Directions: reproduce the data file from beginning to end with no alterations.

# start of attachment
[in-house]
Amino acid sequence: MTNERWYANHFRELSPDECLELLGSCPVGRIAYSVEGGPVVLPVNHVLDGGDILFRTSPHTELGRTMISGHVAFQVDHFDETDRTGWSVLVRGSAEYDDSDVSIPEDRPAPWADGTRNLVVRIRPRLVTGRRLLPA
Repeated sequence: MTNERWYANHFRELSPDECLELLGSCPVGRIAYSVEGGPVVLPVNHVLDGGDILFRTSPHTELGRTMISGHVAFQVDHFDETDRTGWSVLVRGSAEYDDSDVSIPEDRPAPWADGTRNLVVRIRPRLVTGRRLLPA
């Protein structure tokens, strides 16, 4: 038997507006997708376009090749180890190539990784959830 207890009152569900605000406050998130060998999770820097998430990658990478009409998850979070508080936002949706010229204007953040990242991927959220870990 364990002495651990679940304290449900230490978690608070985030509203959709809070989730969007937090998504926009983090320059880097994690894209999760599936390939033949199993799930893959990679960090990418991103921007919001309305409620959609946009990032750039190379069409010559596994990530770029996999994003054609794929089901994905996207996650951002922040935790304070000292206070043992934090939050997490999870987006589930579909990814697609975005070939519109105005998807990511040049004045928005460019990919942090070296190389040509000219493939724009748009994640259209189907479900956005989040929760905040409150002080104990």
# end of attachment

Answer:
[in-house]
Amino acid sequence: MTNERWYANHFRELSPDECLELLGSCPVGRIAYSVEGGPVVLPVNHVLDGGDILFRTSPHTELGRTMISGHVAFQVDHFDETDRTGWSVLVRGSAEYDDSDVSIPEDRPAPWADGTRNLVVRIRPRLVTGRRLLPA
Repeated sequence: MTNERWYANHFRELSPDECLELLGSCPVGRIAYSVEGGPVVLPVNHVLDGGDILFRTSPHTELGRTMISGHVAFQVDHFDETDRTGWSVLVRGSAEYDDSDVSIPEDRPAPWADGTRNLVVRIRPRLVTGRRLLPA
């Protein structure tokens, strides 16, 4: 038997507006997708376009090749180890190539990784959830 207890009152569900605000406050998130060998999770820097998430990658990478009409998850979070508080936002949706010229204007953040990242991927959220870990 364990002495651990679940304290449900230490978690608070985030509203959709809070989730969007937090998504926009983090320059880097994690894209999760599936390939033949199993799930893959990679960090990418991103921007919001309305409620959609946009990032750039190379069409010559596994990530770029996999994003054609794929089901994905996207996650951002922040935790304070000292206070043992934090939050997490999870987006589930579909990814697609975005070939519109105005998807990511040049004045928005460019990919942090070296190389040509000219493939724009748009994640259209189907479900956005989040929760905040409150002080104990």